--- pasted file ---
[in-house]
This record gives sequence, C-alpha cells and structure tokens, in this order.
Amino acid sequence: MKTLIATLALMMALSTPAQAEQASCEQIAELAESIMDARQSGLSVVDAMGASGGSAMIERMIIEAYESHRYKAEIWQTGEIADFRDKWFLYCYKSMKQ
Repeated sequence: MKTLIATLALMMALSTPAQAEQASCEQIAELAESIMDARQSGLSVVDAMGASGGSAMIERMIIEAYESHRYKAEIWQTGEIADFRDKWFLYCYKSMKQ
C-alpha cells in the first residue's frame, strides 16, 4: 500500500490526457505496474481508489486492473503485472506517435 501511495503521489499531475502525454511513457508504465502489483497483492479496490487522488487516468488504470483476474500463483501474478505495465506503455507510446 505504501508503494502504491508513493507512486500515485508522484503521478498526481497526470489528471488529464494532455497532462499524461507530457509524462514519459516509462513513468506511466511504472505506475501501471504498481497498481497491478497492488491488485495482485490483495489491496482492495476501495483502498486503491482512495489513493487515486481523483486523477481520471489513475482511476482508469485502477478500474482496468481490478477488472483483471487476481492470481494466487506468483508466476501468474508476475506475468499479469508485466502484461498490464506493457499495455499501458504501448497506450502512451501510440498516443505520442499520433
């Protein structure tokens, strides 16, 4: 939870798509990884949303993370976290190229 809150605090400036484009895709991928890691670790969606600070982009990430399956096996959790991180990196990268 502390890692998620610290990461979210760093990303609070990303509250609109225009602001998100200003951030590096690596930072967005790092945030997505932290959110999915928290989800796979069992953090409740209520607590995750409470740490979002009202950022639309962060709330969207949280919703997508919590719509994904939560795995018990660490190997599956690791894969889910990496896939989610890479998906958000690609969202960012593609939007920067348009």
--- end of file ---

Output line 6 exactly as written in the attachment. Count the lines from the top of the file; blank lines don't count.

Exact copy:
């Protein structure tokens, strides 16, 4: 939870798509990884949303993370976290190229 809150605090400036484009895709991928890691670790969606600070982009990430399956096996959790991180990196990268 502390890692998620610290990461979210760093990303609070990303509250609109225009602001998100200003951030590096690596930072967005790092945030997505932290959110999915928290989800796979069992953090409740209520607590995750409470740490979002009202950022639309962060709330969207949280919703997508919590719509994904939560795995018990660490190997599956690791894969889910990496896939989610890479998906958000690609969202960012593609939007920067348009």